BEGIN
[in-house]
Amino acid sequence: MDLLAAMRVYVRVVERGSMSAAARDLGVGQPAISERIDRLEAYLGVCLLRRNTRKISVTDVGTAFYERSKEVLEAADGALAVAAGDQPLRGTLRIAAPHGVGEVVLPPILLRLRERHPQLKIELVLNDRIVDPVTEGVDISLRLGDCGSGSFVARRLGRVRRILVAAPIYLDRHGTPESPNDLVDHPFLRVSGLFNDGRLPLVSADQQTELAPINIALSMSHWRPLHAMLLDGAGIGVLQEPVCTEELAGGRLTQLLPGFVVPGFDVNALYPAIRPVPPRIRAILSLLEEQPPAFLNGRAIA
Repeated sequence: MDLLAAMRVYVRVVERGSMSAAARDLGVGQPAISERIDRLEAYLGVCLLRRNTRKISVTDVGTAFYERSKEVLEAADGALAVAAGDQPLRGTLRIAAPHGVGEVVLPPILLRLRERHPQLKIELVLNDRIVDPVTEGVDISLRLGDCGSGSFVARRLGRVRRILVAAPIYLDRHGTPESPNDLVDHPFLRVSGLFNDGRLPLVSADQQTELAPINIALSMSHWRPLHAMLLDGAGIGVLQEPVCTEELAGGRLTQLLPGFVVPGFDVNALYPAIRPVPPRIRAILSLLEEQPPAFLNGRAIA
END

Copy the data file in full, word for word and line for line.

[in-house]
Amino acid sequence: MDLLAAMRVYVRVVERGSMSAAARDLGVGQPAISERIDRLEAYLGVCLLRRNTRKISVTDVGTAFYERSKEVLEAADGALAVAAGDQPLRGTLRIAAPHGVGEVVLPPILLRLRERHPQLKIELVLNDRIVDPVTEGVDISLRLGDCGSGSFVARRLGRVRRILVAAPIYLDRHGTPESPNDLVDHPFLRVSGLFNDGRLPLVSADQQTELAPINIALSMSHWRPLHAMLLDGAGIGVLQEPVCTEELAGGRLTQLLPGFVVPGFDVNALYPAIRPVPPRIRAILSLLEEQPPAFLNGRAIA
Repeated sequence: MDLLAAMRVYVRVVERGSMSAAARDLGVGQPAISERIDRLEAYLGVCLLRRNTRKISVTDVGTAFYERSKEVLEAADGALAVAAGDQPLRGTLRIAAPHGVGEVVLPPILLRLRERHPQLKIELVLNDRIVDPVTEGVDISLRLGDCGSGSFVARRLGRVRRILVAAPIYLDRHGTPESPNDLVDHPFLRVSGLFNDGRLPLVSADQQTELAPINIALSMSHWRPLHAMLLDGAGIGVLQEPVCTEELAGGRLTQLLPGFVVPGFDVNALYPAIRPVPPRIRAILSLLEEQPPAFLNGRAIA